This judgment is assigned as error.

The ultimate question here is whether Vincentia Erskine, at the time of her death in 1960, had a devisable interest in the real property which James Lynch had willed to his daughter Mary Ann Erskine and her children. The 1911 agreement executed by Mary Ann Erskine and her children holds the answer to that question and we must, therefore, determine the effect of that agreement.

1. The first step in that determination must be a finding as to the precise interests James Lynch's will gave Mary Ann Erskine and her children, parties to the 1911 agreement, in the property which was the subject matter of the agreement.

The devise was to "my daughter, Mary Ann Erskine ... for the period of her natural life" and "... at her death ... to go to and become the property in fee simple, of her children who survive her and the descendants of any child or children of hers who may not survive her Such descendants of child or children to take per stirpes, and receive what would have been the parents share had such deceased child of my said daughter been her survivor; but no descendants, except those in life at the death of my said daughter shall share in said property..."

Thus, Mary Ann Erskine received a life estate and her children received contingent remainders. The remainder interests of her *116 children were contingent because each child's interest was conditioned upon his or her surviving the life tenant, thus creating uncertainty as to the persons who would finally take. A contingent remainder is defined as "... one limited to an uncertain person, or upon an event which may or may not happen." Code § 85-703. For application of that definition, see Britt v. Fincher, 202 Ga. 661 (5) (44 SE2d 372). The stipulation of the parties that Mary Ann Erskine took a life estate "with a vested remainder in said properties to her children who survived her and to the descendants of deceased children" cannot prevail. While parties may stipulate as to facts, they cannot by stipulation change the law.

Contingent remainders and life estates being alienable, they could be the subject matter of a conveyance to trustees by Mary Ann Erskine and her children.

2. Next, we must ascertain the nature and validity of the 1911 agreement.

Was it, as contended by the defendants, an agreement among tenants in common not to partition; or was it, as contended by the plaintiffs, an attempt to create a trust? In our view it was the latter. The essential elements of a trust were present. There was a conveyance of property by grantors possessing alienable interests, to persons for the benefit of other named persons and the purposes, conditions and uses of the conveyance are stated. "Estates may be created not for the benefit of the grantee, but for the use of some other person. They are termed trust estates." Code § 108-101. From the language of the instrument it is apparent that the intention of the grantors was to create a trust.

But what kind of trust was attempted? Was it a trust for the improvement of property, authorized by Code §§ 108-601 et seq. (Ga. L. 1899, p. 57) and therefore governed by the provisions of those sections as to duration, beneficiaries and the like; or was it a regular trust, subject to general trust law? Code §§ 108-601 et seq. contemplate, as one of the primary features of the trust there authorized, transferability of the shares or interests of the beneficiaries, while it is obvious that the parties to the instrument in question here were trying to avoid just *117 that. Also, Code § 108-601 provides for a trust of 25 years duration and allows a renewal clause for a like period. The instrument here stated its term to be "for fifty years." Not complying with the statutory authorization for trusts for the improvement of property, the 1911 agreement must be held to be a trust subject to the rules governing the validity and efficacy of trusts generally.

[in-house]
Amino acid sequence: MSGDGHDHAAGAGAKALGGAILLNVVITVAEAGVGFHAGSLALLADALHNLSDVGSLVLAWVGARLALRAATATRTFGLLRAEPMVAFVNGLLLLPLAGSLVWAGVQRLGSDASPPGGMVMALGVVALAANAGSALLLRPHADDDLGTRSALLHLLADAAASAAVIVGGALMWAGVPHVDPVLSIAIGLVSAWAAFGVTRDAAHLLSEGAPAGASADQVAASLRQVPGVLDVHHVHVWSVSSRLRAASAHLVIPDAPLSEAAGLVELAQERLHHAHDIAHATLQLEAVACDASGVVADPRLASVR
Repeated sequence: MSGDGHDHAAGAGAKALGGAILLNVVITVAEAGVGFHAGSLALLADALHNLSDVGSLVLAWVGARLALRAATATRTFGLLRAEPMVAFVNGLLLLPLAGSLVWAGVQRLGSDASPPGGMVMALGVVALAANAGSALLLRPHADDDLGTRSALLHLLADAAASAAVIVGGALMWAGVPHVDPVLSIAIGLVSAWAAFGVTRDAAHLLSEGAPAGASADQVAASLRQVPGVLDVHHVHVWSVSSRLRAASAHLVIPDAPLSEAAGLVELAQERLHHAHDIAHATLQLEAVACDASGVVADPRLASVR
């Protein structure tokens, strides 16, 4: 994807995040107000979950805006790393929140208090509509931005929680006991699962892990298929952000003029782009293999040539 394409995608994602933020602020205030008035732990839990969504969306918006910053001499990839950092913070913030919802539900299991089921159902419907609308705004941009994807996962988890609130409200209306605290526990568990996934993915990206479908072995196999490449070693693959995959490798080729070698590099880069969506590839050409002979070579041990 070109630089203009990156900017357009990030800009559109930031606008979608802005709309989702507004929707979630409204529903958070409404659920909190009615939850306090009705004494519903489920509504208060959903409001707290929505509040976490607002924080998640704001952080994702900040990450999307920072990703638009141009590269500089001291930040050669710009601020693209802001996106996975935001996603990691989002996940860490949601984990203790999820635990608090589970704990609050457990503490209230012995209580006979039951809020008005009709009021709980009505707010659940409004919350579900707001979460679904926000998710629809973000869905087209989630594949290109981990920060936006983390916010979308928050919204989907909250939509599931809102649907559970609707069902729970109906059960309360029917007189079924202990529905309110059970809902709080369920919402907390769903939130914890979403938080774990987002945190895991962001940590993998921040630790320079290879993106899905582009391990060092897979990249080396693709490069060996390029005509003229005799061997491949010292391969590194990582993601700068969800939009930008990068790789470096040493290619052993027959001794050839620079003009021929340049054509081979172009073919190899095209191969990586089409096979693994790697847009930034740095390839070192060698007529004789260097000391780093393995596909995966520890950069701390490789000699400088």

(a) Thus we come to the question whether the 1911 agreement violated the rule against perpetuities, as contended by the plaintiffs.

The rule against perpetuities (Code § 85-707) is concerned with remoteness of vesting. Here there is no problem of vesting since the grantors are left with a reversion. The conveyance, containing the express provision that at the end of 50 years the property was to be sold and the proceeds distributed to the grantors "or their descendants entitled thereto at that time under said Will [James Lynch's] and the rules of law governing inheritance from such descendants," is, in effect, the conveyance of a legal estate for 50 years, leaving a reversion in the grantors. The rule against perpetuities has no application. "As vested remainders are not subject to the rule against perpetuities, it follows that the rule against perpetuities does not apply to reversions. The logical deduction from this conclusion is that a grantor or a testator may create a vested estate for any number of years, and such estate will not be destroyed by the rule against perpetuities. For illustration, a testator or a grantor may create a present estate to endure for any number of years, either more or less than one thousand years, provided such estate is followed by a reversion to the maker of the instrument, or to his heirs, or by a vested remainder in fee." Redfearn, Wills and Administration of Estates, p. 287, § 165. See also, 41 Am. Jur. 74, Perpetuities and Restraints on Alienation, § 29, and 70 CJS 589, Perpetuities, § 12.

The fact that if any of the remaindermen children of Mary Ann Erskine died before the 50 years expired the instrument provided for their shares to go to other persons does not create a gift over. It merely expresses the direction as to whom the reversion should go in such event something which could have *118 been done by will had they elected. Also, the fact that the reversion would not be in the same property constituting the original trust res but would be in the proceeds from the sale of that property or property bought with those proceeds, is of no import. Whatever was substituted for the trust property would stand in its place and the grantors would have a reversion in the substitute to the same extent they would have had in the original property. Cf. DeVaughn v. McLeroy, 82 Ga. 687 (10 SE 211).